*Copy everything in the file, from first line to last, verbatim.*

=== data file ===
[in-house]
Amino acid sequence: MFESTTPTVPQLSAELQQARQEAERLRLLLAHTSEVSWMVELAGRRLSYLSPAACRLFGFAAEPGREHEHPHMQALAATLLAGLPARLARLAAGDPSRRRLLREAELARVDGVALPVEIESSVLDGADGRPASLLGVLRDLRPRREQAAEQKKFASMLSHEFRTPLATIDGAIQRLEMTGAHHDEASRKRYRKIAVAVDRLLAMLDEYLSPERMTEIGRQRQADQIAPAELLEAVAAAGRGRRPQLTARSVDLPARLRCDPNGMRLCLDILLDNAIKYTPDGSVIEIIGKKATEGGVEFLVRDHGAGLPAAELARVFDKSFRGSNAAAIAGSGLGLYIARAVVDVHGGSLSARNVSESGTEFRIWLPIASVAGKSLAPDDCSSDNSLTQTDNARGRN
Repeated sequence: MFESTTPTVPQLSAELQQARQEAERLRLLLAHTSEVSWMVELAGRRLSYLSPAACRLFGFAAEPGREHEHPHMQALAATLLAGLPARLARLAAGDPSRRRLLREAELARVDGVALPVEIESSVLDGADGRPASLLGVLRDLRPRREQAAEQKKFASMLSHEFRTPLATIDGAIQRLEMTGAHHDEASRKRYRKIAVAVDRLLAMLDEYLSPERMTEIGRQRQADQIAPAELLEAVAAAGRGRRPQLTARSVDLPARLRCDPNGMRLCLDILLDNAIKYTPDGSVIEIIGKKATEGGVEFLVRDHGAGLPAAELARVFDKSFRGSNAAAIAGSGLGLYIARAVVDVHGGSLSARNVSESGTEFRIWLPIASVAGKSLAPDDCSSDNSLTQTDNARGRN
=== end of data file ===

[in-house]
Amino acid sequence: MFESTTPTVPQLSAELQQARQEAERLRLLLAHTSEVSWMVELAGRRLSYLSPAACRLFGFAAEPGREHEHPHMQALAATLLAGLPARLARLAAGDPSRRRLLREAELARVDGVALPVEIESSVLDGADGRPASLLGVLRDLRPRREQAAEQKKFASMLSHEFRTPLATIDGAIQRLEMTGAHHDEASRKRYRKIAVAVDRLLAMLDEYLSPERMTEIGRQRQADQIAPAELLEAVAAAGRGRRPQLTARSVDLPARLRCDPNGMRLCLDILLDNAIKYTPDGSVIEIIGKKATEGGVEFLVRDHGAGLPAAELARVFDKSFRGSNAAAIAGSGLGLYIARAVVDVHGGSLSARNVSESGTEFRIWLPIASVAGKSLAPDDCSSDNSLTQTDNARGRN
Repeated sequence: MFESTTPTVPQLSAELQQARQEAERLRLLLAHTSEVSWMVELAGRRLSYLSPAACRLFGFAAEPGREHEHPHMQALAATLLAGLPARLARLAAGDPSRRRLLREAELARVDGVALPVEIESSVLDGADGRPASLLGVLRDLRPRREQAAEQKKFASMLSHEFRTPLATIDGAIQRLEMTGAHHDEASRKRYRKIAVAVDRLLAMLDEYLSPERMTEIGRQRQADQIAPAELLEAVAAAGRGRRPQLTARSVDLPARLRCDPNGMRLCLDILLDNAIKYTPDGSVIEIIGKKATEGGVEFLVRDHGAGLPAAELARVFDKSFRGSNAAAIAGSGLGLYIARAVVDVHGGSLSARNVSESGTEFRIWLPIASVAGKSLAPDDCSSDNSLTQTDNARGRN